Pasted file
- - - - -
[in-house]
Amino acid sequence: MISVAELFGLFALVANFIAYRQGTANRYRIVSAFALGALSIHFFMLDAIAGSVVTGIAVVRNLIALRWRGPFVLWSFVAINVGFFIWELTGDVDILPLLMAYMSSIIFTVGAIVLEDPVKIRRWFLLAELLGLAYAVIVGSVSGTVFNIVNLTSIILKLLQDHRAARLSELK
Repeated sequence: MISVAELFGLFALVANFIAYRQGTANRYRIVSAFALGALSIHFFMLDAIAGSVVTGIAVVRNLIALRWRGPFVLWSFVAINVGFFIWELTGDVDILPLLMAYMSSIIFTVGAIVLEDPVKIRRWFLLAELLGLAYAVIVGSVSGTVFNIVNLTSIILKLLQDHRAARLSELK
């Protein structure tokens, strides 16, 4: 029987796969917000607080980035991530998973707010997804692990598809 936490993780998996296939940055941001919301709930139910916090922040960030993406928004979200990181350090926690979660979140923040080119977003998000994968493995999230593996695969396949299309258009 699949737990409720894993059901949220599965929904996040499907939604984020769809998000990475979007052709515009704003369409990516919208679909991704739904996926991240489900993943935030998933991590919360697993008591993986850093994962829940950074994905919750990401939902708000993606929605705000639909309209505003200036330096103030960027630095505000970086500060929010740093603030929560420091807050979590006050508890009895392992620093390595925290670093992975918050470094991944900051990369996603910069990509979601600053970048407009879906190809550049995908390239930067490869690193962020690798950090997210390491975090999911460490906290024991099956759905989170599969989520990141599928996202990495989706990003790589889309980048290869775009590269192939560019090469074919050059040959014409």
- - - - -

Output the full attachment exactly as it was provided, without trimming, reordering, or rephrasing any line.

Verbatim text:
[in-house]
Amino acid sequence: MISVAELFGLFALVANFIAYRQGTANRYRIVSAFALGALSIHFFMLDAIAGSVVTGIAVVRNLIALRWRGPFVLWSFVAINVGFFIWELTGDVDILPLLMAYMSSIIFTVGAIVLEDPVKIRRWFLLAELLGLAYAVIVGSVSGTVFNIVNLTSIILKLLQDHRAARLSELK
Repeated sequence: MISVAELFGLFALVANFIAYRQGTANRYRIVSAFALGALSIHFFMLDAIAGSVVTGIAVVRNLIALRWRGPFVLWSFVAINVGFFIWELTGDVDILPLLMAYMSSIIFTVGAIVLEDPVKIRRWFLLAELLGLAYAVIVGSVSGTVFNIVNLTSIILKLLQDHRAARLSELK
């Protein structure tokens, strides 16, 4: 029987796969917000607080980035991530998973707010997804692990598809 936490993780998996296939940055941001919301709930139910916090922040960030993406928004979200990181350090926690979660979140923040080119977003998000994968493995999230593996695969396949299309258009 699949737990409720894993059901949220599965929904996040499907939604984020769809998000990475979007052709515009704003369409990516919208679909991704739904996926991240489900993943935030998933991590919360697993008591993986850093994962829940950074994905919750990401939902708000993606929605705000639909309209505003200036330096103030960027630095505000970086500060929010740093603030929560420091807050979590006050508890009895392992620093390595925290670093992975918050470094991944900051990369996603910069990509979601600053970048407009879906190809550049995908390239930067490869690193962020690798950090997210390491975090999911460490906290024991099956759905989170599969989520990141599928996202990495989706990003790589889309980048290869775009590269192939560019090469074919050059040959014409």